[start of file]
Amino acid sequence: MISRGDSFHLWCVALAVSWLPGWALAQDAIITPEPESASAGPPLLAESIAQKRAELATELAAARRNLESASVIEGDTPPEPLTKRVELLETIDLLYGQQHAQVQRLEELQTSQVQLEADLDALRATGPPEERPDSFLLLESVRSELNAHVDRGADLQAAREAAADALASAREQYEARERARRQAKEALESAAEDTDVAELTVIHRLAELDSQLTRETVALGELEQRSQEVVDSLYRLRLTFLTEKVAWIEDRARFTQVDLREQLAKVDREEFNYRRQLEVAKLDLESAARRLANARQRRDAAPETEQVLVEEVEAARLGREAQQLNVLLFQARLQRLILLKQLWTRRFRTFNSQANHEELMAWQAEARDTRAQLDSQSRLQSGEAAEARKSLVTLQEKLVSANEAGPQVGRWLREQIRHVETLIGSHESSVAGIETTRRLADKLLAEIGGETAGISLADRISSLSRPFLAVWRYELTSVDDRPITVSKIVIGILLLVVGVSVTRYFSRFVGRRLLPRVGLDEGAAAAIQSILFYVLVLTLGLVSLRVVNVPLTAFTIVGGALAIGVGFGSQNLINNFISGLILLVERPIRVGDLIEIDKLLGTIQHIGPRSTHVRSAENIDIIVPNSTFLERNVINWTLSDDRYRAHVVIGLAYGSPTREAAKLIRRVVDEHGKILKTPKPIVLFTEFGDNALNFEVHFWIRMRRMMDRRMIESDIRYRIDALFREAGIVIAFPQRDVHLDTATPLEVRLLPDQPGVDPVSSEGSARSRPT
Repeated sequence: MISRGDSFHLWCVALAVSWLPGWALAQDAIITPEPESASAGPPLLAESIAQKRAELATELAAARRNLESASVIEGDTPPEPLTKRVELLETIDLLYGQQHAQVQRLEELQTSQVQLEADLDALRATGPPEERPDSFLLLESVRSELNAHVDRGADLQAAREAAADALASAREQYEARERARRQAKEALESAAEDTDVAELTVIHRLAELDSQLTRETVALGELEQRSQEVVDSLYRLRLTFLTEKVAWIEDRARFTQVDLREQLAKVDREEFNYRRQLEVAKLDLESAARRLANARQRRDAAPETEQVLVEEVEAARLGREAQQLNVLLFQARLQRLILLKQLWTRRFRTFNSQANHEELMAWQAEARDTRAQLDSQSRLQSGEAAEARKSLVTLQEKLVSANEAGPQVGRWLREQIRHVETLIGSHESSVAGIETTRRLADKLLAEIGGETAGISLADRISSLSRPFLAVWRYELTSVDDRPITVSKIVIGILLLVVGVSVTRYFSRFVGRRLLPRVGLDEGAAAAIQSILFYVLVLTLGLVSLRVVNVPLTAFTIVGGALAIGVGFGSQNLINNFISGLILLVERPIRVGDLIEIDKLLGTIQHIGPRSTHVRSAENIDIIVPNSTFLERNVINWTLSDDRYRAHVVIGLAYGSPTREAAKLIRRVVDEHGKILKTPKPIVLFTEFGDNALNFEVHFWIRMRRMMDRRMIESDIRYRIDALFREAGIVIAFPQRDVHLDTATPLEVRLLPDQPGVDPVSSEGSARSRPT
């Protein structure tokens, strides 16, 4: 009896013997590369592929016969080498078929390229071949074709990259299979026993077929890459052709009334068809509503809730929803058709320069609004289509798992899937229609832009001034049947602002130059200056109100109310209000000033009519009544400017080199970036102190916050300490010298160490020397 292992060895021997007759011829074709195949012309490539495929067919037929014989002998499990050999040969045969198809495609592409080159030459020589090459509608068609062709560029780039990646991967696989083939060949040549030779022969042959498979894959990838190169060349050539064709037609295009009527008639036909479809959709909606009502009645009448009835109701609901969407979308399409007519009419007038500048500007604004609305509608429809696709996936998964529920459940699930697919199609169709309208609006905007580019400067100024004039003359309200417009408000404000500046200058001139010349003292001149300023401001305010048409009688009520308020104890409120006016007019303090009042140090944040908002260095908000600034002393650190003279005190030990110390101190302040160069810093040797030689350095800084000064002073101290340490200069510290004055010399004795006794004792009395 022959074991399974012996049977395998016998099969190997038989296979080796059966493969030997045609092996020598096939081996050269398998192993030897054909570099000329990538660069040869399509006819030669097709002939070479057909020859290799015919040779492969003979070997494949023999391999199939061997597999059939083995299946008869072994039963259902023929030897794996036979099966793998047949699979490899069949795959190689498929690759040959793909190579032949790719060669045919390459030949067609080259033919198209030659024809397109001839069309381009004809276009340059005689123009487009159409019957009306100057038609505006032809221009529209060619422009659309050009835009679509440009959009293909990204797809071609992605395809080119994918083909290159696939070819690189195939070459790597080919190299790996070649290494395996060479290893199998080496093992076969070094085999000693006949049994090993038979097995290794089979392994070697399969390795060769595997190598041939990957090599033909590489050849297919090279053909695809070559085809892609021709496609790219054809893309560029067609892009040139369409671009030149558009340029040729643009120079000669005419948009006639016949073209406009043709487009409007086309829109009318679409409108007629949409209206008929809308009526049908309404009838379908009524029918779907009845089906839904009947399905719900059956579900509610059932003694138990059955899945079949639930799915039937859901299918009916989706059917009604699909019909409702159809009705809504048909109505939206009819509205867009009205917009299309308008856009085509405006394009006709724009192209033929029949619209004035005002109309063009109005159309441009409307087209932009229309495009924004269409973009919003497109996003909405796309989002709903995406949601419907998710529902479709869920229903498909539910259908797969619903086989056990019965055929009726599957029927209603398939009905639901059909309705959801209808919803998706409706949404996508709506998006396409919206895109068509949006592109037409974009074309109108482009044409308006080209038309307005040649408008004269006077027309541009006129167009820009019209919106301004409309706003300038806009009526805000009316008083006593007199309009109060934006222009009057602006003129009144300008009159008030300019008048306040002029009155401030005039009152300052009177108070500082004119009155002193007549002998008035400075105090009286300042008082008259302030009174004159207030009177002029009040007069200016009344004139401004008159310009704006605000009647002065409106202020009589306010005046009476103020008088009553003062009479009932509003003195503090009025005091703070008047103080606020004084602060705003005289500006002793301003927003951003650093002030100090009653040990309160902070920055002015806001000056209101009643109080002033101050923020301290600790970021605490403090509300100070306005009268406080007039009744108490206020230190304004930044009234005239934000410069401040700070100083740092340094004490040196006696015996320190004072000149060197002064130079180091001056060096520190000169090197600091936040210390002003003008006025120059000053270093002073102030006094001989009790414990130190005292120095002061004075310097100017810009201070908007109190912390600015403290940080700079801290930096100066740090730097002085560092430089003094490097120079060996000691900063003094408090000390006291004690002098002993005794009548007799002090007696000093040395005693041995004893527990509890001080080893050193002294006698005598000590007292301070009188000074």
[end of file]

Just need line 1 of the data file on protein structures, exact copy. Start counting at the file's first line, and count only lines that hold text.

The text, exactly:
Amino acid sequence: MISRGDSFHLWCVALAVSWLPGWALAQDAIITPEPESASAGPPLLAESIAQKRAELATELAAARRNLESASVIEGDTPPEPLTKRVELLETIDLLYGQQHAQVQRLEELQTSQVQLEADLDALRATGPPEERPDSFLLLESVRSELNAHVDRGADLQAAREAAADALASAREQYEARERARRQAKEALESAAEDTDVAELTVIHRLAELDSQLTRETVALGELEQRSQEVVDSLYRLRLTFLTEKVAWIEDRARFTQVDLREQLAKVDREEFNYRRQLEVAKLDLESAARRLANARQRRDAAPETEQVLVEEVEAARLGREAQQLNVLLFQARLQRLILLKQLWTRRFRTFNSQANHEELMAWQAEARDTRAQLDSQSRLQSGEAAEARKSLVTLQEKLVSANEAGPQVGRWLREQIRHVETLIGSHESSVAGIETTRRLADKLLAEIGGETAGISLADRISSLSRPFLAVWRYELTSVDDRPITVSKIVIGILLLVVGVSVTRYFSRFVGRRLLPRVGLDEGAAAAIQSILFYVLVLTLGLVSLRVVNVPLTAFTIVGGALAIGVGFGSQNLINNFISGLILLVERPIRVGDLIEIDKLLGTIQHIGPRSTHVRSAENIDIIVPNSTFLERNVINWTLSDDRYRAHVVIGLAYGSPTREAAKLIRRVVDEHGKILKTPKPIVLFTEFGDNALNFEVHFWIRMRRMMDRRMIESDIRYRIDALFREAGIVIAFPQRDVHLDTATPLEVRLLPDQPGVDPVSSEGSARSRPT